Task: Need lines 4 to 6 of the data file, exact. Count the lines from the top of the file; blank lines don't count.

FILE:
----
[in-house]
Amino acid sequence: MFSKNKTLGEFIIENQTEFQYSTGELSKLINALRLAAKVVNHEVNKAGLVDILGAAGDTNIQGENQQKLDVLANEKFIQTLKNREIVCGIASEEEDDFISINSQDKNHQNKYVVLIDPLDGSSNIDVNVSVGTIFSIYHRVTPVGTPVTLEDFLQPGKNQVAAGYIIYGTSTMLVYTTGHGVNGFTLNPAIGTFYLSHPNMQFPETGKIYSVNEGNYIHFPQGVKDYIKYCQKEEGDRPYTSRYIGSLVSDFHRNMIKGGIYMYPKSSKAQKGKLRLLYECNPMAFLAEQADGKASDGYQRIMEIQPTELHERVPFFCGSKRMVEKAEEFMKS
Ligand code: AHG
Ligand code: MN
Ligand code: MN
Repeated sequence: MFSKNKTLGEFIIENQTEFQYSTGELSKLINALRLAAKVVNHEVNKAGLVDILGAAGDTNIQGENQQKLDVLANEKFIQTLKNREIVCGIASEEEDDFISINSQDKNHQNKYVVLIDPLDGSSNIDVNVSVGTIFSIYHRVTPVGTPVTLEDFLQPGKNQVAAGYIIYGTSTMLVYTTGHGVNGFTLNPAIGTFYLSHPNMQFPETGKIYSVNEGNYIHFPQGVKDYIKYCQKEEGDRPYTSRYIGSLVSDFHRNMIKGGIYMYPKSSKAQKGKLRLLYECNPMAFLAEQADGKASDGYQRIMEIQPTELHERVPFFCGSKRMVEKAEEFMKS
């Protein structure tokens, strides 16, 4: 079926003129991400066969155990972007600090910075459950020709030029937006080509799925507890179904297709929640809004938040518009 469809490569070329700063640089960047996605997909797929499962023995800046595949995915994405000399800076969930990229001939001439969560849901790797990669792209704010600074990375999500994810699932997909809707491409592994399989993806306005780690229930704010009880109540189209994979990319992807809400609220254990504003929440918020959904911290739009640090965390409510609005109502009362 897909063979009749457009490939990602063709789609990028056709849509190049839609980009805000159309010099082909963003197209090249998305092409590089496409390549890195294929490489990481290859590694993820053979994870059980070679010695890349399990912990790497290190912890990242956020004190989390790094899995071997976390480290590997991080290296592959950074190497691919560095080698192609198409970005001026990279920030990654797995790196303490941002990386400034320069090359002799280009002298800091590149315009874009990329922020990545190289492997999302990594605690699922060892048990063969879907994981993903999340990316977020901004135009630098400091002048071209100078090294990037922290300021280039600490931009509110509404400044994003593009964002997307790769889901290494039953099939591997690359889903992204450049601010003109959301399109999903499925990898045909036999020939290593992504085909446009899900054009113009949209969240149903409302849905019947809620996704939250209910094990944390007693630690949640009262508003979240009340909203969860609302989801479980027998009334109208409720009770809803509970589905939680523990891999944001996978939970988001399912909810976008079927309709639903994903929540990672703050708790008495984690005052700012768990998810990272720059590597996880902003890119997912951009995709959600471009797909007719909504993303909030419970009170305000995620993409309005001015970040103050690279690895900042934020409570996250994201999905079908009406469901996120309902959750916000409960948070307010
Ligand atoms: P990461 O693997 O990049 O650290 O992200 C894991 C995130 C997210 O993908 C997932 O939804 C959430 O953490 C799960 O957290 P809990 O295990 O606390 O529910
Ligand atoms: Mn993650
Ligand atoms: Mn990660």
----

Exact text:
Ligand code: MN
Ligand code: MN
Repeated sequence: MFSKNKTLGEFIIENQTEFQYSTGELSKLINALRLAAKVVNHEVNKAGLVDILGAAGDTNIQGENQQKLDVLANEKFIQTLKNREIVCGIASEEEDDFISINSQDKNHQNKYVVLIDPLDGSSNIDVNVSVGTIFSIYHRVTPVGTPVTLEDFLQPGKNQVAAGYIIYGTSTMLVYTTGHGVNGFTLNPAIGTFYLSHPNMQFPETGKIYSVNEGNYIHFPQGVKDYIKYCQKEEGDRPYTSRYIGSLVSDFHRNMIKGGIYMYPKSSKAQKGKLRLLYECNPMAFLAEQADGKASDGYQRIMEIQPTELHERVPFFCGSKRMVEKAEEFMKS